Modification of the simplified liquidation procedure
Since a few years it is under specific circumstances possible to dissolve and liquidate a company through a mere decision of the extraordinary general shareholders’ meeting without the obligation to start up the, more time consuming, ordinary liquidation procedure.
This simplified procedure can only be applied in the event (i) no liquidator will be appointed, (ii) the company does not have any outstanding liabilities in its statement of assets and liabilities ref. article 181 Companies’ Code and (iii) all shareholders of the company attend (or are represented at) the extraordinary general shareholders' meeting and unanimously decide upon the dissolution and liquidation (article 184, §5 Companies’ Code, see also our publication of May 2012: Novelties regarding the liquidation procedure).
As indicated in our publication of 23 October 2012 (The requirement of ‘no outstanding liabilities’ in the framework of the simplified liquidation procedure), the second condition has been the subject of many discussions in legal practice, involving – inter alia – the intervention of the Minister of Justice.
The Law of 25 April 2014 regarding various provisions relating to Justice (Belgian Official Gazette 14 May 2014) recently clarified these matters by modifying the second condition of article 184 §5 of the Companies’ Code as follows: “all debts towards third parties have been paid or the necessary amounts were given in consignment”.
Consequently, accounting liabilities such as share capital, reserves or a current account towards a shareholder can be left out of consideration for the application of the simplified liquidation procedure.
Furthermore, the second condition no longer refers to the statement of assets and liabilities as required by article 181 Companies’ Code, following which all companies with legal personality can make use of the simplified liquidation procedure (and not only those which are required to prepare such a statement of assets and liabilities in accordance with article 181 Companies’ Code). Moreover, by doing so the legislator remedied the situation that companies, which had paid their debts after drawing up the aforementioned statement, but prior to the dissolution taking place, could not make use of the simplified liquidation procedure. We do, however, expect that in practice the concerned notary public will require that a recent (additional) statement of assets and liabilities should be drawn up indicating that the company does not have any outstanding liabilities towards third parties.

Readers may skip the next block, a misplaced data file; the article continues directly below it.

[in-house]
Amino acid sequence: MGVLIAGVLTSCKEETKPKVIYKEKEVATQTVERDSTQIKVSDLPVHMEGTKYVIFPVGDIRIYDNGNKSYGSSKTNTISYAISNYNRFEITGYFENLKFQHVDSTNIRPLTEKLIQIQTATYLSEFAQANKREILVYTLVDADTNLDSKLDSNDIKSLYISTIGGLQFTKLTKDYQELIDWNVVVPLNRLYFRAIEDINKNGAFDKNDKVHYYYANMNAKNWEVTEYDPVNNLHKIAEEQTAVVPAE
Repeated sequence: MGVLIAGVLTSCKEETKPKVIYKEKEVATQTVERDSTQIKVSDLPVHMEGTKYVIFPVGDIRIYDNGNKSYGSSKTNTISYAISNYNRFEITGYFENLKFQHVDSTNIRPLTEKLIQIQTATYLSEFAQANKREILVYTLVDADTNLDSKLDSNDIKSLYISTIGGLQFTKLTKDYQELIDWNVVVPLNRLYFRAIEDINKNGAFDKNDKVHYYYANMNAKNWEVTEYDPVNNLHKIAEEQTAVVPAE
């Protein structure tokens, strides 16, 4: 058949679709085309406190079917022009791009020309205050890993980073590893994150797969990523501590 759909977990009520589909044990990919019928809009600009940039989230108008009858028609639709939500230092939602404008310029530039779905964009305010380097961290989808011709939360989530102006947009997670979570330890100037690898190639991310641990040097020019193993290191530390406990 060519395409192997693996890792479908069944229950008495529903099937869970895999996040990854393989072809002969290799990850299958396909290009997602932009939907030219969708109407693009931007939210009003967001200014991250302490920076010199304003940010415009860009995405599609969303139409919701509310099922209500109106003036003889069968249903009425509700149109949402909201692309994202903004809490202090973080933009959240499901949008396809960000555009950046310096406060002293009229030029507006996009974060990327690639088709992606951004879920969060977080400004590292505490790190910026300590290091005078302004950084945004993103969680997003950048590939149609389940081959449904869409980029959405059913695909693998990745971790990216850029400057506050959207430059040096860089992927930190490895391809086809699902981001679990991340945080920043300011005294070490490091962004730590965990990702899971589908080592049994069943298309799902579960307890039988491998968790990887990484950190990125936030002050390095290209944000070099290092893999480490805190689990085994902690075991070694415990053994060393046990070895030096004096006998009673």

In addition to the foregoing it should be noted that in the event a special report should be drawn up by the (statutory) auditor or external accountant, the latter should in his conclusions explicitly mention that the payment (or consignation) of all debts towards third parties took place. The Instituut van de Bedrijfsrevisoren (IBR/IRE) indicated in this respect that since the auditor’s report should in principle be finalized at least 15 days prior to the general shareholders’ meeting, it is possible that the conclusions of the report are no longer applicable/valid on the moment of the dissolution (Report of the Commission, Parl. St. Senate 2013-14, nr. 5-2443/3).
The Law of 24 April 2014 has entered into force 10 days after its publication in the Belgian Official Gazette. Consequently, the reformulated condition for the simplified dissolution procedure is applicable as from 24 May 2014.
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